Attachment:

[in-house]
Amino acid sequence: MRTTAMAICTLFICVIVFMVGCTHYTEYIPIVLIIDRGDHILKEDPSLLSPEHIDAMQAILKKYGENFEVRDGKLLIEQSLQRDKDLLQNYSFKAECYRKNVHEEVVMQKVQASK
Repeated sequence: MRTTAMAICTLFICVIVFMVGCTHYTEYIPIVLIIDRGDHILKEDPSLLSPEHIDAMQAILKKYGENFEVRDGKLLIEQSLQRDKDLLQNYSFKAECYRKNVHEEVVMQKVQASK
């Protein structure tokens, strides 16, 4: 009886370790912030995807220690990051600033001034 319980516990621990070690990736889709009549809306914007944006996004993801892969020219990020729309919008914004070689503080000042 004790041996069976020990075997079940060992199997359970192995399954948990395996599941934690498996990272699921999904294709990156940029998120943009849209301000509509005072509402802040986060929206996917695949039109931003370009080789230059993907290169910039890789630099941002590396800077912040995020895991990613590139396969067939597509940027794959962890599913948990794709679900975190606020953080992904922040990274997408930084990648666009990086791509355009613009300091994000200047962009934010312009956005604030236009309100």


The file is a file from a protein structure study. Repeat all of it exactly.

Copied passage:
[in-house]
Amino acid sequence: MRTTAMAICTLFICVIVFMVGCTHYTEYIPIVLIIDRGDHILKEDPSLLSPEHIDAMQAILKKYGENFEVRDGKLLIEQSLQRDKDLLQNYSFKAECYRKNVHEEVVMQKVQASK
Repeated sequence: MRTTAMAICTLFICVIVFMVGCTHYTEYIPIVLIIDRGDHILKEDPSLLSPEHIDAMQAILKKYGENFEVRDGKLLIEQSLQRDKDLLQNYSFKAECYRKNVHEEVVMQKVQASK
């Protein structure tokens, strides 16, 4: 009886370790912030995807220690990051600033001034 319980516990621990070690990736889709009549809306914007944006996004993801892969020219990020729309919008914004070689503080000042 004790041996069976020990075997079940060992199997359970192995399954948990395996599941934690498996990272699921999904294709990156940029998120943009849209301000509509005072509402802040986060929206996917695949039109931003370009080789230059993907290169910039890789630099941002590396800077912040995020895991990613590139396969067939597509940027794959962890599913948990794709679900975190606020953080992904922040990274997408930084990648666009990086791509355009613009300091994000200047962009934010312009956005604030236009309100």